Olympic team announcements are supposed to be occasions of pure joy for those lucky enough to be selected. But for the Australian women’s sevens team, it was tinged with sadness.
With COVID-19 causing disruption throughout the country in the past month, the side was stuck in Townsville for longer than expected following the Oceania rugby sevens tournament in June.
It meant the entire side was together as shock omissions were announced.
The squad was originally supposed to be named when the team had returned to Sydney.
Ahead of their flight to Tokyo on Monday, Olympic gold medallist Charlotte Caslick has described the situation as “heartbreaking”.
“We were meant to be in Sydney and then we were planning on going back up to Darwin after it had been announced, but it all got changed with what’s going in Sydney,” she said.
“It was just a bit awkward as we didn’t want to make a big deal about it all for the other girls.”
For Caslick, her biggest priority was long-time teammate and friend Ellia Green.
Green was the biggest name to miss selection in the Olympics squad. The news was so unexpected, the 28-year-old had to clarify on social media that she wasn’t injured, just not selected.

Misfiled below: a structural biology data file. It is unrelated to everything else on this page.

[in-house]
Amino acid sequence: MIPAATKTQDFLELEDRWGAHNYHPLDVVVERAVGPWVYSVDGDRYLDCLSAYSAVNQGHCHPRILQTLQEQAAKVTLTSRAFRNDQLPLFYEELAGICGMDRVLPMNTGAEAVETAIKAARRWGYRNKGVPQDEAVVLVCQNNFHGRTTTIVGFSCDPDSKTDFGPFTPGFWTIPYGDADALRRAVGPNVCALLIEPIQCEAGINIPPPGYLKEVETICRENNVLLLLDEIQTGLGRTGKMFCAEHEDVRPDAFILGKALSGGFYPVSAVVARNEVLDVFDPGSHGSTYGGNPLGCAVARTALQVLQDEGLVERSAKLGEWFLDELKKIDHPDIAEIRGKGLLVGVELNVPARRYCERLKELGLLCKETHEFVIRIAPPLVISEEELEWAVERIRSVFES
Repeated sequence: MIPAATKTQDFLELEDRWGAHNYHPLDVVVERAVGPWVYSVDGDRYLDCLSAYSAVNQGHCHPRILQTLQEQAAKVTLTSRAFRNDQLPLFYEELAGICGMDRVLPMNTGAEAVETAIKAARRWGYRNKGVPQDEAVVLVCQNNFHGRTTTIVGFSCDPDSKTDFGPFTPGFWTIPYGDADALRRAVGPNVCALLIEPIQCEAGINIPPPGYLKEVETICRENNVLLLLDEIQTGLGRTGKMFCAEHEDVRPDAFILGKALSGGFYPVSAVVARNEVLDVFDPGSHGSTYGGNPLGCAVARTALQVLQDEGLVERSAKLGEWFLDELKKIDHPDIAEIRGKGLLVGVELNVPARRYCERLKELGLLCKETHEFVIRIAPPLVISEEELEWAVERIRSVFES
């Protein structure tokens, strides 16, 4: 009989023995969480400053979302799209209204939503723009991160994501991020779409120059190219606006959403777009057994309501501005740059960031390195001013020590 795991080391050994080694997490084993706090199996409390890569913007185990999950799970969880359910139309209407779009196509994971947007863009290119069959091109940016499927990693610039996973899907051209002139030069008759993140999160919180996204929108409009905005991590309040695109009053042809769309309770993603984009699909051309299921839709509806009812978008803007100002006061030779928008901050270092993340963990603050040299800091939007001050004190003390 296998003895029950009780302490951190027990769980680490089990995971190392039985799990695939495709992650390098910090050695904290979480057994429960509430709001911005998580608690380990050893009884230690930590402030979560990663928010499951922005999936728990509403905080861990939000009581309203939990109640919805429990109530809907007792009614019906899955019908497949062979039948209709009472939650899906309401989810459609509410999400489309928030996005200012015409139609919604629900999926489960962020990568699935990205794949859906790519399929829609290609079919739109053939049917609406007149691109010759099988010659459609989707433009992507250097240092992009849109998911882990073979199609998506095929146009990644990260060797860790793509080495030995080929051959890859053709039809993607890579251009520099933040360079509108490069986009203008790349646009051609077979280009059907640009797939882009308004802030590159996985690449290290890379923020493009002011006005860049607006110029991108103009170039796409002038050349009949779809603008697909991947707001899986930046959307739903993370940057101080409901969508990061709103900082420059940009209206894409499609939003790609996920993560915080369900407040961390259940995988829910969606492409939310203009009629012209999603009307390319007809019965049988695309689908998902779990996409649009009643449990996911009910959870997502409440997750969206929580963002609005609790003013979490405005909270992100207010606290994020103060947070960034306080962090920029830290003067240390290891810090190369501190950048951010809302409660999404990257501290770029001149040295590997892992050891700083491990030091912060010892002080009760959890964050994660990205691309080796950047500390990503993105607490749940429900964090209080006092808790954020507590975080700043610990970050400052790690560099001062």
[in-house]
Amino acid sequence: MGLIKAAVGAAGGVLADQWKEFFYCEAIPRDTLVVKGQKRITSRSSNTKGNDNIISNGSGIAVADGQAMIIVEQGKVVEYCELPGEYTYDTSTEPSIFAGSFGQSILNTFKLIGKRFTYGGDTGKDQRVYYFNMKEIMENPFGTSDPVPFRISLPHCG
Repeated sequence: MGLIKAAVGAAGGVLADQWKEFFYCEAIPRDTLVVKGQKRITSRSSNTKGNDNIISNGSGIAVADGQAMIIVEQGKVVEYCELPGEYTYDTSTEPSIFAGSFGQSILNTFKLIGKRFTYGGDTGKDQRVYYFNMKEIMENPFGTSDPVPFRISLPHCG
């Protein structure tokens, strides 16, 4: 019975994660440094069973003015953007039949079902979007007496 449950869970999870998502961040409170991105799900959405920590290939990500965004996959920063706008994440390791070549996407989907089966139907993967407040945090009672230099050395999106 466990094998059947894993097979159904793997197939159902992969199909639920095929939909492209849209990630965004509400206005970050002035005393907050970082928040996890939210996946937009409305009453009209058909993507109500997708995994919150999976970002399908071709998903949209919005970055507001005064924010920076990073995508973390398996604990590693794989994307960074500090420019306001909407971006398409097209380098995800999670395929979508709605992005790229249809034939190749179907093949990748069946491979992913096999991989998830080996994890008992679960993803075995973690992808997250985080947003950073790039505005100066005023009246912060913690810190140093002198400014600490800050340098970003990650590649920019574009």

The gold medallist has been a try-scoring machine and a fan favourite for Australia for the better part of a decade.
Head coach John Manenti labelled the decision the toughest of his career.
“It was just heartbreaking for us to see her not be selected,” Caslick said. “We’ve been playing together for so long and I would have loved her to be there, but it’s not up to me. You have to trust in what the coaches decide to do, but rugby has been a huge part of Ellia’s life.”
Australian sevens star Charlotte Caslick.Credit:Getty
The side is poised to win a medal in Tokyo but has struggled to match New Zealand in recent competitions.
After the Tokyo Games were postponed in 2020 and the women’s sevens world series was cancelled, a number of women’s sevens players joined NRLW teams.
Caslick warned we would not see as many rugby players swap codes to the NRLW this year due to upcoming major tournaments.
“I would say a lot of girls who haven’t been selected – not sure what they’re all planning – but we’ve got a Commonwealth Games and World Cup next year, and I’m sure a lot of them have shifted their focus over to that,” she said.
“Maybe a few of the older girls may be weighing up the options of playing.”
Caslick said the growth of the NRLW, which will see an increase from four to six clubs this year, was exciting to watch.
“I love being able to see women succeeding in sport so I am stoked that the competition is growing and growing,” she said.
“It’s great to keep the market competitive. It’s always good for us to have an option in terms of trying to capitalise on our careers as much as we can.”
Caslick will speak more about her Tokyo preparation on the ASICS podcast Sound Mind Sound Body Stories, available on July 20.
Sports news, results and expert commentary. Sign up for our Sport newsletter.
Most Viewed in Sport
From our partners
Source: Read Full Article